Appelros P, Stegmayr B, Terént A. A review on sex differences in stroke treatment and outcome.
Acta Neurol Scand: 2010: 121: 359–369.
© 2009 The Authors Journal compilation © 2009 Blackwell Munksgaard.
Background – Beyond epidemiological differences, it has been controversial whether any important sex differences exist in the treatment of stroke. In this review paper, the following areas are covered: thrombolysis, stroke unit care, secondary prevention, surgical treatment, and rehabilitation. Additionally, symptoms at stroke onset, as well as outcome measures, such as death, dependency, stroke recurrence, quality of life, and depression are reviewed.
Methods – Search in PubMed, tables-of-contents, review articles, and reference lists after studies that include information about sex differences in stroke care.
Results – Ninety papers are included in this review. Women suffer more from cortical and non-traditional symptoms. Men and women benefit equally from thrombolysis and stroke unit care. Women with cardioembolic strokes may benefit more from anticoagulant therapy. Most studies have not found any tendency towards sexism in the choice of treatment. Post-stroke depression and low quality-of-life seem to be more common among women. Mortality rates are higher among men in some studies, while long-term ADL-dependency seems to be more common among women.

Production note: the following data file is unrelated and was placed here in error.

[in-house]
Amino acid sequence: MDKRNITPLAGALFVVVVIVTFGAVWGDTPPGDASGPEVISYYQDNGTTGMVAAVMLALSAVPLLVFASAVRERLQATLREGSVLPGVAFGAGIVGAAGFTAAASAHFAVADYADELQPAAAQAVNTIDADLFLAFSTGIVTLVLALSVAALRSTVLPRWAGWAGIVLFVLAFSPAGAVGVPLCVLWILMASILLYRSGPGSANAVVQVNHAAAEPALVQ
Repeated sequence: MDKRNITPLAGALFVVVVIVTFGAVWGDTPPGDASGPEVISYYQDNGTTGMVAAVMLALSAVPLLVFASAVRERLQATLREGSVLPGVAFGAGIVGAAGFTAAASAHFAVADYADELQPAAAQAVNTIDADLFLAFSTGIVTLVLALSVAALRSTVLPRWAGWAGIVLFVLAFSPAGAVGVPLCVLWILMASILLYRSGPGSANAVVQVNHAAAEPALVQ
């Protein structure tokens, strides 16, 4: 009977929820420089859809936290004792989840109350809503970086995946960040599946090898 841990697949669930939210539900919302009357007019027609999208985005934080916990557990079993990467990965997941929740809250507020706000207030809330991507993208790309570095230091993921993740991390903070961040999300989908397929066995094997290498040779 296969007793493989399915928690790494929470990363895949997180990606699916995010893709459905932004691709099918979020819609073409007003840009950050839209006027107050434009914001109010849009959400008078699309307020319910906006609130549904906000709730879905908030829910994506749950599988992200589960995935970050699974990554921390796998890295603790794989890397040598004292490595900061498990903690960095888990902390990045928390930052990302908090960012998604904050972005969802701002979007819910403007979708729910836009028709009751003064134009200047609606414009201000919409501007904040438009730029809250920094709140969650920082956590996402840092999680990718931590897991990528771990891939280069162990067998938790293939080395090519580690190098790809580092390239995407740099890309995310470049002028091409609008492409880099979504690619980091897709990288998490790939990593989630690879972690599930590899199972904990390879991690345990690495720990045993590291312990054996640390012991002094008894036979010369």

Conclusions – Sex differences in stroke treatment and outcome are small, with no unequivocal proof of sex discrimination. Women have less favourable functional outcome because of higher age at stroke onset and more severe strokes.